II. ARC FLASH AND SHORT CIRCUIT STUDIES
One of the common power studies that is widely performed on industrial sites and commercial buildings is Arc Flash Studies . In general, Arc flash incidents are described as dangerous conditions caused by an electric arc as a result of an electrical fault. Due to the danger these incidents could cause, it is important to have these levels of energy calculated and plans put to try to eliminate and mitigate them if possible. An arc flash can occur in situations such as when personnel, simply, is switching or racking a circuit breaker. Another example could be when maintenance work is being performed on a piece of certain equipment.
Both IEEE 1584-2018  and NFPA 70E  have provided detailed calculation guidelines and clear standards to help to calculate the degree of arc flash hazard at given points on the electrical distribution system. The following steps summarize part of the calculations required to obtain the value of incident energy on certain equipment in case of a fault (As adopted in EasyPower V10.0):
First Step: Calculation for Intermediate Average Arcing Current (Iarc)
According to the latest standard of IEEE 1584-2018, and assuming a VCB (Vertical electrodes in a Cubic Box) configuration, the following equations are used to calculate the arcing current at a certain bus (600V in this example)
Iarc= 10(a) (b) (1)
a = k1 + k2 log (Ibf )+ k3 log (G) (2)
b = K4I6bf + K5I5bf+ K6I4bf+ K7I3bf+ K8I2bf+ K9Ibf+ K10 (3)
Ibf : Bolted fault current for three phase faults (kA)
G: Conductor Gap between the conductors or electrodes (mm)
Iarc: Average RMS arcing current at the voltage level (Voc)
K1 to K10: Coefficients provided in [3, Table 1]
Table 1: Data required by EasyPower for a short circuit and Arc Flash Study
|Equipment name||Required Data|
|Fuse||Type, kA rating, voltage, and current|
|Circuit Breaker||Type, kA rating, trip Unit settings (if any), voltage, and current|
|Disconnect||Type, kA rating, current, and voltage|
|Transformer||Type, Primary and secondary voltage, % Impedance, and KVA|
|ATS/MTS||Type, kA rating, voltage, and current|
|Protection relays||Type, Voltage, current, CT/VT data, and settings|
|Capacitor Banks||Voltage, current, and VAR|
|Cables||Type, Gauge size, and length|
|Motor load||Voltage, current, and HP|
2nd Step: Arcing current Variation Factor – Calculation Arcing Current Variation Correction Factor:
Note that, IEEE 1584-2018 has introduced this new correction factor, VarCf, which will be used to calculate the arc duration, using the reduced arcing current (Iarc_min). Following equations below for the correction factor:
VarCf: Arcing current variation correction factor (kA)
Voc: Open-circuit voltage between 0.208 kV and 15.0 kV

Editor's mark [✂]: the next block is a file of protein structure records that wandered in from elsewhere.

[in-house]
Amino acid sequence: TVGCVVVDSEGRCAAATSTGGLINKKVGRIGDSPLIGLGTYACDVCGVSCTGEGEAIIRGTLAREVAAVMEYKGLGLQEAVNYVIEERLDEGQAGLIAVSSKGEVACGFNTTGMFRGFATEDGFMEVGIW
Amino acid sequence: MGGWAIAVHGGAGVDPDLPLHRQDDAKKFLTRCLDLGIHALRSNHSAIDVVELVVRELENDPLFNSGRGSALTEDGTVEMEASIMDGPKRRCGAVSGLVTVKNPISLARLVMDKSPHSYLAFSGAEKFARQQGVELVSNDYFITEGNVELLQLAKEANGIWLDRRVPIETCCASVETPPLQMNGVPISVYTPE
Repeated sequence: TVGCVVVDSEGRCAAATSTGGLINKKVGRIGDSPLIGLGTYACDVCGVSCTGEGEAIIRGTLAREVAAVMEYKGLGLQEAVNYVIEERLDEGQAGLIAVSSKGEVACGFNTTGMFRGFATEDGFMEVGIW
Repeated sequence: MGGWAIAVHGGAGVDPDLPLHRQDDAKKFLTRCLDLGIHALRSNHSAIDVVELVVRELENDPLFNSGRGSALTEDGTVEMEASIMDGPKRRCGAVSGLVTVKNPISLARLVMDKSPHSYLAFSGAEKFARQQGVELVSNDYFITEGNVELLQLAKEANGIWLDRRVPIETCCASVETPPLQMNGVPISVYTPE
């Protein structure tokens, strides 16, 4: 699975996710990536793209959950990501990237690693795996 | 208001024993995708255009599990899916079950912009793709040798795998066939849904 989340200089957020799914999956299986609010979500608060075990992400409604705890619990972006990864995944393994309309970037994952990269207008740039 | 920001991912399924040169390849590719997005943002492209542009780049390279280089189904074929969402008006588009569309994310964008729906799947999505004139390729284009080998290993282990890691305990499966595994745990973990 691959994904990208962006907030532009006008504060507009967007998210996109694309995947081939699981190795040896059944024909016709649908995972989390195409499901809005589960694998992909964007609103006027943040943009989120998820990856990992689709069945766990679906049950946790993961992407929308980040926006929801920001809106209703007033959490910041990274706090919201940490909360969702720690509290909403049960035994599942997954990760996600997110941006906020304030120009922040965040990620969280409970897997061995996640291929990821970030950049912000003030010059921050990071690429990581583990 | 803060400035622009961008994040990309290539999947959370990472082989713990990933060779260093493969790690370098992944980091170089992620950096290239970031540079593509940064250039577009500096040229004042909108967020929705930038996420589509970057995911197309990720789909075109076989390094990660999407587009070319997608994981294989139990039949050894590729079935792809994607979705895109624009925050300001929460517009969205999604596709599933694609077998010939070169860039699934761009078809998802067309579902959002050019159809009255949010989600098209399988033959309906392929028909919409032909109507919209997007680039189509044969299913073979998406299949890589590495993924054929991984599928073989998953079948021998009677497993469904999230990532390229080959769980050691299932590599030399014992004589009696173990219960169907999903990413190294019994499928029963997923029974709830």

K1 to k7: Coefficients provided in [3, Table 2]
3rd Step: Determine the Incident Energy (I.E)
E600: Incident energy (J/cm2)
T: Arc duration (ms)
G: Gap distance between the electrodes (mm)
Iarc: Arcing current (kA)
Ibf: Bolted fault current for three phase faults (kA)
D: The distance between the electrodes and calorimeters (mm)
CF: Correction factor for enclosure size
K1 to K13: Coefficients provided in [3, Tables 3, 4 and 5].
When building a power system into software for power studies, designers should be aware of how different parameters can affect the system under study. Furthermore, designers should be aware of various approaches used for different calculations.
For example, before proceeding with an Arc Flash study, Engineers have to obtain the data from both the latest updated SLDs (Single Line Diagrams) and additional onsite data. To develop a full model for an arc flash study, different components should be collected from the site, such as conductor lengths, nameplates, hydro information… etc.
Table 1 shows the minimum data to be collected per equipment for an Arc Flash study when building a model using EasyPower .
As discussed in the introduction section, visiting sites for data collection can be a challenging task. Figure 5 shows how tracing equipment on-site to help to build the model can lead to hidden spaces, such as this Transformer in the figure. In addition, Figure 6 displays another challenge when estimating cables’ lengths, as it is very common to have cables run into walls before connecting to the next equipment.
With the mentioned challenges, it is important to understand the levels of valid approximation that might be allowed. Furthermore, a balance should be maintained between worst-case scenarios and the reality of the assumption. Note that overestimating the risk could cause more problems than solutions, as it can add levels of discomfort on site.